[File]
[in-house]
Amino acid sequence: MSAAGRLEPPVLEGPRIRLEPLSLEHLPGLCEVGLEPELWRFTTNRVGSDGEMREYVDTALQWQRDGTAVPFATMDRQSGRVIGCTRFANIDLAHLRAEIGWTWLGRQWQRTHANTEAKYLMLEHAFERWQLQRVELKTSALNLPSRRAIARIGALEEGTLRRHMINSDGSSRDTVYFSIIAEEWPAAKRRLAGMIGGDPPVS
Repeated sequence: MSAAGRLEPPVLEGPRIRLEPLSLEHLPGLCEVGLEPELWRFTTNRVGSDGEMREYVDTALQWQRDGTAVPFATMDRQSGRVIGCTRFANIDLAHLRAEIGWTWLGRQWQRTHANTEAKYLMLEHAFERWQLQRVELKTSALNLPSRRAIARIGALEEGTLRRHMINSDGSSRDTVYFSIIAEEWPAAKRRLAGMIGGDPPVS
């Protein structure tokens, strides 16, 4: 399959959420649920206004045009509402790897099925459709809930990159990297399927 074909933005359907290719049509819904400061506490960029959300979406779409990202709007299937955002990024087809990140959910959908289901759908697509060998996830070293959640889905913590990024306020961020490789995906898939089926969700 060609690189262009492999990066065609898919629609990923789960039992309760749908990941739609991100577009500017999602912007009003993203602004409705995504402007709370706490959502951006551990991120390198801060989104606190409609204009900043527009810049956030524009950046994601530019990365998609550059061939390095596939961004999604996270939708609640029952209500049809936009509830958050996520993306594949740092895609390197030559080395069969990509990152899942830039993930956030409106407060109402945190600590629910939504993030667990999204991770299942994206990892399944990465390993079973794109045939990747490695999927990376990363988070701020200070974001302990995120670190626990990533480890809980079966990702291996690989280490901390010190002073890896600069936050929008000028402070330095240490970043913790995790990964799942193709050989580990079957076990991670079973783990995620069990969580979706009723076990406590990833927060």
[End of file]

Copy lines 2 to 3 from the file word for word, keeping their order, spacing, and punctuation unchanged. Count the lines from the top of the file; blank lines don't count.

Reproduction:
Amino acid sequence: MSAAGRLEPPVLEGPRIRLEPLSLEHLPGLCEVGLEPELWRFTTNRVGSDGEMREYVDTALQWQRDGTAVPFATMDRQSGRVIGCTRFANIDLAHLRAEIGWTWLGRQWQRTHANTEAKYLMLEHAFERWQLQRVELKTSALNLPSRRAIARIGALEEGTLRRHMINSDGSSRDTVYFSIIAEEWPAAKRRLAGMIGGDPPVS
Repeated sequence: MSAAGRLEPPVLEGPRIRLEPLSLEHLPGLCEVGLEPELWRFTTNRVGSDGEMREYVDTALQWQRDGTAVPFATMDRQSGRVIGCTRFANIDLAHLRAEIGWTWLGRQWQRTHANTEAKYLMLEHAFERWQLQRVELKTSALNLPSRRAIARIGALEEGTLRRHMINSDGSSRDTVYFSIIAEEWPAAKRRLAGMIGGDPPVS